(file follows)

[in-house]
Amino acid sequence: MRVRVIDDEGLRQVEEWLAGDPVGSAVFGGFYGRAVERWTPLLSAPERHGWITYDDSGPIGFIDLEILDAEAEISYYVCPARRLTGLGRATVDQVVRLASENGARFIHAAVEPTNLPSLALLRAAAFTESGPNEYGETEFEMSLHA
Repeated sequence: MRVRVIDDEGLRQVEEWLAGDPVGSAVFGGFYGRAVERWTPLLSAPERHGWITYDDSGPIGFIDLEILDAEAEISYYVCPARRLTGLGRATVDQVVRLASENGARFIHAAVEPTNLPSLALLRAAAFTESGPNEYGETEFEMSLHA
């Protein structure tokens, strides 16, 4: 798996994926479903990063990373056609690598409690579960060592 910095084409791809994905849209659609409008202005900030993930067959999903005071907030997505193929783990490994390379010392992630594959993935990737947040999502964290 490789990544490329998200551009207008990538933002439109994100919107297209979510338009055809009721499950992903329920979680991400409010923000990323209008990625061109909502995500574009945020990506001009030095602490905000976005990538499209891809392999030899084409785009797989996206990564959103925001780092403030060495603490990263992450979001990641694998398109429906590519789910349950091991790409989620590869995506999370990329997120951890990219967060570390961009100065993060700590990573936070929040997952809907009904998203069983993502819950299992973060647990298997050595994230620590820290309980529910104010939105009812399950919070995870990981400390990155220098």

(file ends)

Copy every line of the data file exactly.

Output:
[in-house]
Amino acid sequence: MRVRVIDDEGLRQVEEWLAGDPVGSAVFGGFYGRAVERWTPLLSAPERHGWITYDDSGPIGFIDLEILDAEAEISYYVCPARRLTGLGRATVDQVVRLASENGARFIHAAVEPTNLPSLALLRAAAFTESGPNEYGETEFEMSLHA
Repeated sequence: MRVRVIDDEGLRQVEEWLAGDPVGSAVFGGFYGRAVERWTPLLSAPERHGWITYDDSGPIGFIDLEILDAEAEISYYVCPARRLTGLGRATVDQVVRLASENGARFIHAAVEPTNLPSLALLRAAAFTESGPNEYGETEFEMSLHA
């Protein structure tokens, strides 16, 4: 798996994926479903990063990373056609690598409690579960060592 910095084409791809994905849209659609409008202005900030993930067959999903005071907030997505193929783990490994390379010392992630594959993935990737947040999502964290 490789990544490329998200551009207008990538933002439109994100919107297209979510338009055809009721499950992903329920979680991400409010923000990323209008990625061109909502995500574009945020990506001009030095602490905000976005990538499209891809392999030899084409785009797989996206990564959103925001780092403030060495603490990263992450979001990641694998398109429906590519789910349950091991790409989620590869995506999370990329997120951890990219967060570390961009100065993060700590990573936070929040997952809907009904998203069983993502819950299992973060647990298997050595994230620590820290309980529910104010939105009812399950919070995870990981400390990155220098």